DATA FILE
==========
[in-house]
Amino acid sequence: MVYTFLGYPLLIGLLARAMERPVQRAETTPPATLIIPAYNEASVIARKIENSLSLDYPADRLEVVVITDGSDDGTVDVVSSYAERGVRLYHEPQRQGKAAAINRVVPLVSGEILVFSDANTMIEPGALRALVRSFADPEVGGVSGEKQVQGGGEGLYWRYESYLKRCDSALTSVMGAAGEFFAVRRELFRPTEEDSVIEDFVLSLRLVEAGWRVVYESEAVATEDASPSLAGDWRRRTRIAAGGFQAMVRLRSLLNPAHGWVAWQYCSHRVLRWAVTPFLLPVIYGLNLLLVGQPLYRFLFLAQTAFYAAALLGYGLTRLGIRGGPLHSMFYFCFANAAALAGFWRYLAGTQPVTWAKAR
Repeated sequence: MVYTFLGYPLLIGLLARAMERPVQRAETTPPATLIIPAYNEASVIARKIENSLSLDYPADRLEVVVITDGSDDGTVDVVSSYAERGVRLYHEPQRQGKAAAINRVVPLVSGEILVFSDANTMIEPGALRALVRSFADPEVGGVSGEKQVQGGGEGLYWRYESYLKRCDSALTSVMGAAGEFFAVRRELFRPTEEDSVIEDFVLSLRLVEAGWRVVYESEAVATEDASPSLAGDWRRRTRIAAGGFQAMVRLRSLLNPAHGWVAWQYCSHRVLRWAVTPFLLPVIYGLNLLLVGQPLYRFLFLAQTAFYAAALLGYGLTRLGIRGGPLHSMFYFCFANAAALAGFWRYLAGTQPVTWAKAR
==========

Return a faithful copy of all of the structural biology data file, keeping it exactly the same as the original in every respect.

[in-house]
Amino acid sequence: MVYTFLGYPLLIGLLARAMERPVQRAETTPPATLIIPAYNEASVIARKIENSLSLDYPADRLEVVVITDGSDDGTVDVVSSYAERGVRLYHEPQRQGKAAAINRVVPLVSGEILVFSDANTMIEPGALRALVRSFADPEVGGVSGEKQVQGGGEGLYWRYESYLKRCDSALTSVMGAAGEFFAVRRELFRPTEEDSVIEDFVLSLRLVEAGWRVVYESEAVATEDASPSLAGDWRRRTRIAAGGFQAMVRLRSLLNPAHGWVAWQYCSHRVLRWAVTPFLLPVIYGLNLLLVGQPLYRFLFLAQTAFYAAALLGYGLTRLGIRGGPLHSMFYFCFANAAALAGFWRYLAGTQPVTWAKAR
Repeated sequence: MVYTFLGYPLLIGLLARAMERPVQRAETTPPATLIIPAYNEASVIARKIENSLSLDYPADRLEVVVITDGSDDGTVDVVSSYAERGVRLYHEPQRQGKAAAINRVVPLVSGEILVFSDANTMIEPGALRALVRSFADPEVGGVSGEKQVQGGGEGLYWRYESYLKRCDSALTSVMGAAGEFFAVRRELFRPTEEDSVIEDFVLSLRLVEAGWRVVYESEAVATEDASPSLAGDWRRRTRIAAGGFQAMVRLRSLLNPAHGWVAWQYCSHRVLRWAVTPFLLPVIYGLNLLLVGQPLYRFLFLAQTAFYAAALLGYGLTRLGIRGGPLHSMFYFCFANAAALAGFWRYLAGTQPVTWAKAR